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Discussion Starter · #1 ·
I have an NEC XG-110LC and am going to be using it in my new theater in the back room of my house. I am building the soffit and the hushbox right now and was planning on running a 58.5"x104" wide (16:9) screen. I have read numerous places that this size a screen is too big for an 8" CRT. I am looking at the math and scratching my head.


The NEC puts out 1100 lumens. Figuring that a 104"x58.5" screen equal 6084 sq. in or 42.25 sq. ft, than:


FtL=Lumens*Gain/Sq.Ft


FtL=1100*1.5/42.25


FtL=39


With a 50% reduction in brightness as the bulbs age, I should be getting nearly 20 Foot Lamberts.


Using ANSI Lumens, rated at 240, I get:


FtL=240*1.5/42/25


FtL=8.5


I was under the impression that you want it between 8 and 12 FtL. My options are to get a second projector for a double stack (expensive and more maintainance), a higher gain screen (hotspotting), run the projector at a higher output (shorten the bulb life) or have a smaller screen (AAAGH!)


I thought I had found another XG-110LC at a decent price, but it turned out to be a standard XG-110, so I am currently stuck at one projector for the time being. Should I:


A.) Run a single with a 1.5 gain screen?


B.) Go with the High Power (my projector/s will be ceiling mounted - 8' high ceilings, seats raised 8" in the back row) and just live with color shift/hotspotting?


C.) Redesign the soffit and hushbox to bring the projector out about a foot further into the room?


I am just wanting to make sure that I do it right the first time, as I don't want to tear the room up or have to replace the screen at a not so later date.


I will have 100% light control in this room and it will have a black ceiling with dark walls to minimize the light reflection back onto the screen.


Thanks,

Mike
 

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That wasn't the 110LC on ebay last weeK? That was not an LC, but it was in pristine condition.

Still, to use such a large screen you will tend to push the tubes to get a good contrast picture. It will do it, though. I have seen old sony's set for 200" diagonal. Dim, but there it was..... I guess it depends on personal taste. Personally I'll stop at 92" wide.


Marc
 

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I agree. I had a 92" wide and dropped back to an 80". Byo am I glad I did. Huge difference in the punchiness of the picture. I just moved my seat about 18: closer to it. Watching it now, I can't imagine having it any larger than it is!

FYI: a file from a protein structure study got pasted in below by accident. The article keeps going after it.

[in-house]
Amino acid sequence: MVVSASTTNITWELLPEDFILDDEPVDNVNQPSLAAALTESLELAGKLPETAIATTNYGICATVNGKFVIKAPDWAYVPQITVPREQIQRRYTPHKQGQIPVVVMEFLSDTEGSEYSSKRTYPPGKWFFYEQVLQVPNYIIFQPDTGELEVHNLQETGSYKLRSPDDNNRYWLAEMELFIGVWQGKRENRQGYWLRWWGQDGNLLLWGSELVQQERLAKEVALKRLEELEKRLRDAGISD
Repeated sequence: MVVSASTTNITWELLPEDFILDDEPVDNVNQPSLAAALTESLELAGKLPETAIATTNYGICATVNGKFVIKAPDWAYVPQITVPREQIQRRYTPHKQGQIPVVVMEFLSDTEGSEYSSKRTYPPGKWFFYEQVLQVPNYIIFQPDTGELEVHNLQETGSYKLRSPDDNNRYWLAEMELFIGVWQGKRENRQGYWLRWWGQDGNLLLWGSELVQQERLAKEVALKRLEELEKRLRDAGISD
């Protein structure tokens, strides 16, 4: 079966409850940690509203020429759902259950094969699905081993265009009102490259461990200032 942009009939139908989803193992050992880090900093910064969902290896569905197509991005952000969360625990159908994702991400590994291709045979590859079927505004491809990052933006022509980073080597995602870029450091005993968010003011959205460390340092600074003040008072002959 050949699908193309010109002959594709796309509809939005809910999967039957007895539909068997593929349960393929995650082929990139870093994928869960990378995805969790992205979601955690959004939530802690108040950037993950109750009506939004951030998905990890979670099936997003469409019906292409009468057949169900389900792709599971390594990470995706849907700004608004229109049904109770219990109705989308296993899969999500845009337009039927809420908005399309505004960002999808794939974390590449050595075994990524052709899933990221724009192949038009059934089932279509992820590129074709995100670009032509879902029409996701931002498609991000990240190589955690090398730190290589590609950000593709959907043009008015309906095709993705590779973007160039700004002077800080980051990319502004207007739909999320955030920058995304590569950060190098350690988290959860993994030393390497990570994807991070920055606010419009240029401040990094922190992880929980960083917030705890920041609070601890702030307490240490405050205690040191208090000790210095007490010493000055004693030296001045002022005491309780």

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Just try it on the floor at various distances and make up your own mind, as no one can tell you what you will like. I run an 8000 at 104" wide 16:9, and love it.
 

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I helped Bob Wood go from a 80" width screen up to 92", with his 3600 8" Ampro, which I believe is brighter than our XG110LCs...it was a big mistake. We tried for two days to get the same punch and black levels, and just couldn't do it. Bob went back to his 80" screen, and we were both shown first hand why a single 8" shouldn't go much over 80" width.

Having said that, I just setup a Barco 1209 with a 102" screen that I built using ScreenGoo. The customer wanted his picture to look like mine...I let the customer know that I felt anything over a 96" width would cause a severe degradation.

I have to say, it looks alot better than I thought it would.

However, I'm keeping him away from my system, I'm afraid if he starts comparing them, I'll be pulling his pj off the ceiling, moving it forward a foot, and making a new, smaller screen.

I would NEVER drive a 104" width screen with a single 8" pj. I've never seen a double stack, but knowing my need for perfect convergence (it's a must for fine detail) I don't think I'd go that route either.

If I had to have a larger screen, I'd go with a G90, 9500, or 1209s, and limit the screen to 96" width.
 

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Anyone seen an NEC 6PG running on a 92" 16:9 1.4 gain mini perf screen?

(I'm considering Harkness Hall Perlux 140MP material)


You guys have now got me worried !!!


The other option I was considering was a 96" 2.35:1 1.4 gain mini perf screen with masking for 16:9.


Any thoughts??

OR should I stick with 16:9?
 

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So if you go with an 80" screen what gain would you use for the NEC XG? 1.0 1.3 1.5?

Just wondering.. I'm in the same boat as the poster... I have a homemade 107" diag. screen but I'm looking into getting a new screen...